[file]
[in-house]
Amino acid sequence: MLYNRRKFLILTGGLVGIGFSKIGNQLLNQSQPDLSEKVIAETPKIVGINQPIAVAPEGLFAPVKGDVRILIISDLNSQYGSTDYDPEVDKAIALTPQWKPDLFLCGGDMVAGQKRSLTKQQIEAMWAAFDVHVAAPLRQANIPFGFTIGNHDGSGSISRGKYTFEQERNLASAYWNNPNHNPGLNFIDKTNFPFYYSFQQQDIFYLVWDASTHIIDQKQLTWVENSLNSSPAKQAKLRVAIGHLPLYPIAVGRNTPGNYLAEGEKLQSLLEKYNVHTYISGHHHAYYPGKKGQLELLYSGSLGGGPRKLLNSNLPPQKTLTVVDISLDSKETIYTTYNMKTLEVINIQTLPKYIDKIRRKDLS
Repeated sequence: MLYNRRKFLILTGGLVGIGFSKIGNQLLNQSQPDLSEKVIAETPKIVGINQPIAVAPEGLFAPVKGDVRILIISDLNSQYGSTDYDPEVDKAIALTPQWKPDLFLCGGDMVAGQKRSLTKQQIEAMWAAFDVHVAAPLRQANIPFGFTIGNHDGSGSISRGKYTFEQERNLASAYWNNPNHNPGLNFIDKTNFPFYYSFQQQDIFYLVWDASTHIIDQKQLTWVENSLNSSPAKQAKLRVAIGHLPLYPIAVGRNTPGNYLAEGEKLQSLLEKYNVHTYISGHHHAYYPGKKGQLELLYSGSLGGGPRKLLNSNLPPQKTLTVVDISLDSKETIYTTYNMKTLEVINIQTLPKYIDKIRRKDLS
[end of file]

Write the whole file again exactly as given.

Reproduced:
[in-house]
Amino acid sequence: MLYNRRKFLILTGGLVGIGFSKIGNQLLNQSQPDLSEKVIAETPKIVGINQPIAVAPEGLFAPVKGDVRILIISDLNSQYGSTDYDPEVDKAIALTPQWKPDLFLCGGDMVAGQKRSLTKQQIEAMWAAFDVHVAAPLRQANIPFGFTIGNHDGSGSISRGKYTFEQERNLASAYWNNPNHNPGLNFIDKTNFPFYYSFQQQDIFYLVWDASTHIIDQKQLTWVENSLNSSPAKQAKLRVAIGHLPLYPIAVGRNTPGNYLAEGEKLQSLLEKYNVHTYISGHHHAYYPGKKGQLELLYSGSLGGGPRKLLNSNLPPQKTLTVVDISLDSKETIYTTYNMKTLEVINIQTLPKYIDKIRRKDLS
Repeated sequence: MLYNRRKFLILTGGLVGIGFSKIGNQLLNQSQPDLSEKVIAETPKIVGINQPIAVAPEGLFAPVKGDVRILIISDLNSQYGSTDYDPEVDKAIALTPQWKPDLFLCGGDMVAGQKRSLTKQQIEAMWAAFDVHVAAPLRQANIPFGFTIGNHDGSGSISRGKYTFEQERNLASAYWNNPNHNPGLNFIDKTNFPFYYSFQQQDIFYLVWDASTHIIDQKQLTWVENSLNSSPAKQAKLRVAIGHLPLYPIAVGRNTPGNYLAEGEKLQSLLEKYNVHTYISGHHHAYYPGKKGQLELLYSGSLGGGPRKLLNSNLPPQKTLTVVDISLDSKETIYTTYNMKTLEVINIQTLPKYIDKIRRKDLS